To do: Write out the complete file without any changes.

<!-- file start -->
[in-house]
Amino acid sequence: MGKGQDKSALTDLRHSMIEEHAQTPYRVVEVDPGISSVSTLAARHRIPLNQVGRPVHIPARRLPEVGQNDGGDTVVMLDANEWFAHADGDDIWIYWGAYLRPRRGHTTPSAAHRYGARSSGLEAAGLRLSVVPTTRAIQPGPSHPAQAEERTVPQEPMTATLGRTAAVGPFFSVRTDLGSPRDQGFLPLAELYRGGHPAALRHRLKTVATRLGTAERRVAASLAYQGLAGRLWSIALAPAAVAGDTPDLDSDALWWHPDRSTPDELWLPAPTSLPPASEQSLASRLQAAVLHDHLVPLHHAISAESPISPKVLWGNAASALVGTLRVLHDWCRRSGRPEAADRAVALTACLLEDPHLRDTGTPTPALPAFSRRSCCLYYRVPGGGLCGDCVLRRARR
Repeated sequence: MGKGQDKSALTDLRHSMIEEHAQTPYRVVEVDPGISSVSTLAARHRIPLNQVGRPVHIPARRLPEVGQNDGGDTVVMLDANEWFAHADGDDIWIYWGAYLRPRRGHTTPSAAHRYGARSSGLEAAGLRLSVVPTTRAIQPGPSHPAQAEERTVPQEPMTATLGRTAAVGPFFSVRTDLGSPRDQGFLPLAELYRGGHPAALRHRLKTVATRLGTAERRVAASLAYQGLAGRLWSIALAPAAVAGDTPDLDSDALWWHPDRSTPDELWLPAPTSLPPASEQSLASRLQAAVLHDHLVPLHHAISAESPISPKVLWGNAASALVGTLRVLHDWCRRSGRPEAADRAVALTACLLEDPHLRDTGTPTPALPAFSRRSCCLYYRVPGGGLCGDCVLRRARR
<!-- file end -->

[in-house]
Amino acid sequence: MGKGQDKSALTDLRHSMIEEHAQTPYRVVEVDPGISSVSTLAARHRIPLNQVGRPVHIPARRLPEVGQNDGGDTVVMLDANEWFAHADGDDIWIYWGAYLRPRRGHTTPSAAHRYGARSSGLEAAGLRLSVVPTTRAIQPGPSHPAQAEERTVPQEPMTATLGRTAAVGPFFSVRTDLGSPRDQGFLPLAELYRGGHPAALRHRLKTVATRLGTAERRVAASLAYQGLAGRLWSIALAPAAVAGDTPDLDSDALWWHPDRSTPDELWLPAPTSLPPASEQSLASRLQAAVLHDHLVPLHHAISAESPISPKVLWGNAASALVGTLRVLHDWCRRSGRPEAADRAVALTACLLEDPHLRDTGTPTPALPAFSRRSCCLYYRVPGGGLCGDCVLRRARR
Repeated sequence: MGKGQDKSALTDLRHSMIEEHAQTPYRVVEVDPGISSVSTLAARHRIPLNQVGRPVHIPARRLPEVGQNDGGDTVVMLDANEWFAHADGDDIWIYWGAYLRPRRGHTTPSAAHRYGARSSGLEAAGLRLSVVPTTRAIQPGPSHPAQAEERTVPQEPMTATLGRTAAVGPFFSVRTDLGSPRDQGFLPLAELYRGGHPAALRHRLKTVATRLGTAERRVAASLAYQGLAGRLWSIALAPAAVAGDTPDLDSDALWWHPDRSTPDELWLPAPTSLPPASEQSLASRLQAAVLHDHLVPLHHAISAESPISPKVLWGNAASALVGTLRVLHDWCRRSGRPEAADRAVALTACLLEDPHLRDTGTPTPALPAFSRRSCCLYYRVPGGGLCGDCVLRRARR